Dancing Moments

Sometimes I wonder if I go through life half-mad. Not angry, necessarily, but a bit past the reaches of “strange.”

But there are moments that show me that I’m not. Moments that, in the big picture are entirely trivial and yet the uncanniness of them spooks me sometimes.

The past few days have consisted of moments such as these.

The night of my last final, I met some folks at the Mexican restaurant and indulged in a bit of margaritaing. (I know it’s not a verb, but it really should be) The next morning, or more accurately, the next afternoon, I bummed a ride to my car.

On this day, the one directly following my very last final, thus marking the end of studying and other nonsense for four weeks, I left the parking lot of the restaurant and, not passing go, went directly to Barnes and Noble to find a GRE prep book.

I know, sad.

While I’m standing amidst the horde (Christmas shoppers’ name is Legion, I think) of people standing in line, I come across a Rumi book. This isn’t so strange. I’ve seen quotations by him, all very, very lovely. I think about the book. I think about the fact that I only have one 25% off coupon and not a lot of money.

And I think about how gorgeous the cover is. But reason rules romance sometimes, and, therefore, I put the book back. I don’t need the book. I don’t want the book. I wouldn’t like the book.

At this point, I’m acutely aware that I’m lying to myself in the middle of Barnes and Noble and it’s a sad, sad thing.

So I check out, GRE book in hand, and go home to my favorite away-from-blogging message board. A guy there, someone with whom I have had very little contact, starts a “Christmas List” for folks. Someone says “Give me a present, Mr. Headless Dude” and he responds with a .jpeg of something he think fits their personality.

It’s all very fun and silly, really.

So I, in my most Mardi Gras voice, say “Gimme something Mister,” and he replies with a picture of this book. The very same book I had just seen for the first time merely hours before.

My heart literally stops for half a breath. I am absolutely floored. I guess I shouldn’t be, really, since I’ve had incidents (as opposed to coincidences which I truly do not believe in) happen before. But I am nonetheless. Very, very, very much floored.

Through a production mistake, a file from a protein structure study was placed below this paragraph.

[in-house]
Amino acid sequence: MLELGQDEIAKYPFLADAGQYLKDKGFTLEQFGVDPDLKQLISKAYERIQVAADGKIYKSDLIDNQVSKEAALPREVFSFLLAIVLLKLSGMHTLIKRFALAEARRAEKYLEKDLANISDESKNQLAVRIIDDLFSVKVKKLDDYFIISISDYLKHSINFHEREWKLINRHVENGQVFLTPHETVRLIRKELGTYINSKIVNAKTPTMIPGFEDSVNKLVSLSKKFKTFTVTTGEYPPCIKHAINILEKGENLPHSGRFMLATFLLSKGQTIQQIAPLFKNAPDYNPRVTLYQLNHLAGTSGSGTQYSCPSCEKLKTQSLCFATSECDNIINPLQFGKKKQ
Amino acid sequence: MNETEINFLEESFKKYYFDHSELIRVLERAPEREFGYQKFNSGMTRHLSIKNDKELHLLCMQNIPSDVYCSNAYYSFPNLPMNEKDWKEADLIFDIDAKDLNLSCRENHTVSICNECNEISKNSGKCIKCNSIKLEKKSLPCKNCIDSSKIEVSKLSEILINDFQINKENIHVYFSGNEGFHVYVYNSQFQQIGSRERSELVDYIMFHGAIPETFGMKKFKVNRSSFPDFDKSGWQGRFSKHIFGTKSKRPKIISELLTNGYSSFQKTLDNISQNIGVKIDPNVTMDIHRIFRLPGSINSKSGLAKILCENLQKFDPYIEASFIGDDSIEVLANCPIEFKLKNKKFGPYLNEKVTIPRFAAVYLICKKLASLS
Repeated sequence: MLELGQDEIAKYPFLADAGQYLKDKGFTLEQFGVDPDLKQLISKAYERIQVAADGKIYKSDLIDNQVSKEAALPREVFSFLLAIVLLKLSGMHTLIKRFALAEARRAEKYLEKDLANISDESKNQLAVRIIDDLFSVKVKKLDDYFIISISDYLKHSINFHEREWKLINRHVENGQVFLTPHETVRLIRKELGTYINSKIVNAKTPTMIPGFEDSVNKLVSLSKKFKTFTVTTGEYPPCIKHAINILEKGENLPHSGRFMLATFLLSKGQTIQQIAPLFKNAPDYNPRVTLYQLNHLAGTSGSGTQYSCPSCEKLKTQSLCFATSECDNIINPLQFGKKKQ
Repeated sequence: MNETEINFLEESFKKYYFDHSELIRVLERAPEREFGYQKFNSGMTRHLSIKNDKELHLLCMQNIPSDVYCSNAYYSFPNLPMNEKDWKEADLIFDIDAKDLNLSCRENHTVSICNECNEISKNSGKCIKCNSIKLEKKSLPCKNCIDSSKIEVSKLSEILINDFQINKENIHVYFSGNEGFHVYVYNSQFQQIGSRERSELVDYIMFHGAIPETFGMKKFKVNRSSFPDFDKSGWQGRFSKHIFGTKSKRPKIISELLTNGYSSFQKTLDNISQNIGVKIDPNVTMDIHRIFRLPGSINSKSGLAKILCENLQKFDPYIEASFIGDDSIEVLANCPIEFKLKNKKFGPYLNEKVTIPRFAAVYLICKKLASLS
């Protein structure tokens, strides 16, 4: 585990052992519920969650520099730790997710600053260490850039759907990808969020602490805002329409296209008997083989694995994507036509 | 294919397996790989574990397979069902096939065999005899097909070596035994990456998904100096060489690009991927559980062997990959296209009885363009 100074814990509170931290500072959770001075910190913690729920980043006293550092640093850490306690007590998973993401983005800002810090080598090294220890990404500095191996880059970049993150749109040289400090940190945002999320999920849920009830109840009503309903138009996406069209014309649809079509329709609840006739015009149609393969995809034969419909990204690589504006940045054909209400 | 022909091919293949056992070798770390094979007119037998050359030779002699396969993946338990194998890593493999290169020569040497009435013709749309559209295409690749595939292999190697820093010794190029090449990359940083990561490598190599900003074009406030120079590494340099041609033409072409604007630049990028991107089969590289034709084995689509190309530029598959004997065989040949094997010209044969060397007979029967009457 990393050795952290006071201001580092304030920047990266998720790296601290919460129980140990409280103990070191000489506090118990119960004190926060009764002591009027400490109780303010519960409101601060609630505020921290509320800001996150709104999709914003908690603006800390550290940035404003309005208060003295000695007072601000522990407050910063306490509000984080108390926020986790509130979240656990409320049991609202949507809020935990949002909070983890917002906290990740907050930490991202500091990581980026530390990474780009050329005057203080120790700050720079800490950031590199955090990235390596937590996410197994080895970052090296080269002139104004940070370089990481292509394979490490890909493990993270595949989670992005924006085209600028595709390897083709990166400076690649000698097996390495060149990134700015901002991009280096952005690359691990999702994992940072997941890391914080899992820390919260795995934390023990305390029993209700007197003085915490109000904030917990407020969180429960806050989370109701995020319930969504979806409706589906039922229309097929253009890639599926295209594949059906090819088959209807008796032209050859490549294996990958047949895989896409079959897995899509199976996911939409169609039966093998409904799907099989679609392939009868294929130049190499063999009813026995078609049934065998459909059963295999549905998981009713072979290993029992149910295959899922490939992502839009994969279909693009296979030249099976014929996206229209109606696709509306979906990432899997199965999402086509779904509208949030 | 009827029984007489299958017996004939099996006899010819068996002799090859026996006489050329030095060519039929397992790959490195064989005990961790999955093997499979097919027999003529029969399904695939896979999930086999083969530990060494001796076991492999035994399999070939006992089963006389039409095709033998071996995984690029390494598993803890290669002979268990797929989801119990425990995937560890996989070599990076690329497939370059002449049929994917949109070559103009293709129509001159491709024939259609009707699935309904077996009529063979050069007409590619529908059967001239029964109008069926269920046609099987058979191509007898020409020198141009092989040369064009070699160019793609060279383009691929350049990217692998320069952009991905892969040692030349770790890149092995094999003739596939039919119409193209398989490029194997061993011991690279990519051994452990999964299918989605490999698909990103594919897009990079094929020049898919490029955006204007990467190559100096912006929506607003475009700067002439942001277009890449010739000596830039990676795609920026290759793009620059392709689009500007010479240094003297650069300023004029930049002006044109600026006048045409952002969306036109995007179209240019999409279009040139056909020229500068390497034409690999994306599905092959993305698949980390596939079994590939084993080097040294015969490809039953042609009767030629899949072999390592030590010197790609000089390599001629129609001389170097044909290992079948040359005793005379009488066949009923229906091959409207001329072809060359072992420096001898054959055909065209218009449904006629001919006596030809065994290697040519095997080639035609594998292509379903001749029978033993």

I go to get my work clothes from my mother’s house and I discover that, lo and behold, I’ve received another 25% coupon in the mail.

So last night I return to Barnes and Noble, ostensibly to buy a present for someone, but I’m lingering around the table near the check out that had the book on it just Wednesday.

It’s not there. In its place is a blue book, much like the first in appearance, but blue. Now, I’d have sworn that it was red even before I saw the .jpeg that had been thrown in my direction, but even I have been known to be wrong. I picked it up anyway.

I went looking for more Rumi books, and couldn’t find the one that had been posted for me. I was greatly disappointed. I found some other lovely ones, some with beautiful illustrations, and another one with an illustrated cover.

I opted for the second one. Mostly because it had more words in it.

About halfway through the night, having finished the first one, I start on the second one.

And I’m floored again.

It’s an updated version of the one that was posted for me, the “New and Expanded Edition.”

I realize this because on the inside of the cover was the quote which grabbed my attention, both in the store and later on the message board:

Dance, when you’re broken open.

Dance, if you’ve torn the bandage off.

Dance in the middle of fighting.

Dance in your blood.

Dance, when you’re perfectly free.

It’s from Essential Rumi translated by Coleman Barks.

So now I, a little less floored and a little more grateful, dance.


2 thoughts on “Dancing Moments”

  1. “At this point, I’m acutely aware that I’m lying to myself in the middle of Barnes and Noble and it’s a sad, sad thing.”

    That’s a great line. I can confess that I’ve done essentially the same thing. Going to the bookstore on a budget can be torture.

    Nice story. I’ll have to check out Rumi during Christmas break.

    All the best



  2. Thanks for stopping by, Brad!

    Going to the bookstore during a season where you’re supposed to be buying things for other people AND on a limited budget is horrendous torture!

    I really enjoyed the mixture of the profane and sublime in Rumi’s work.

    It appeals to me in so many different ways. I do hope you read it, and that you enjoy it as much as I am enjoying it now.

    Brightest blessings,


Leave a Reply

Fill in your details below or click an icon to log in:

WordPress.com Logo

You are commenting using your WordPress.com account. Log Out /  Change )

Google+ photo

You are commenting using your Google+ account. Log Out /  Change )

Twitter picture

You are commenting using your Twitter account. Log Out /  Change )

Facebook photo

You are commenting using your Facebook account. Log Out /  Change )


Connecting to %s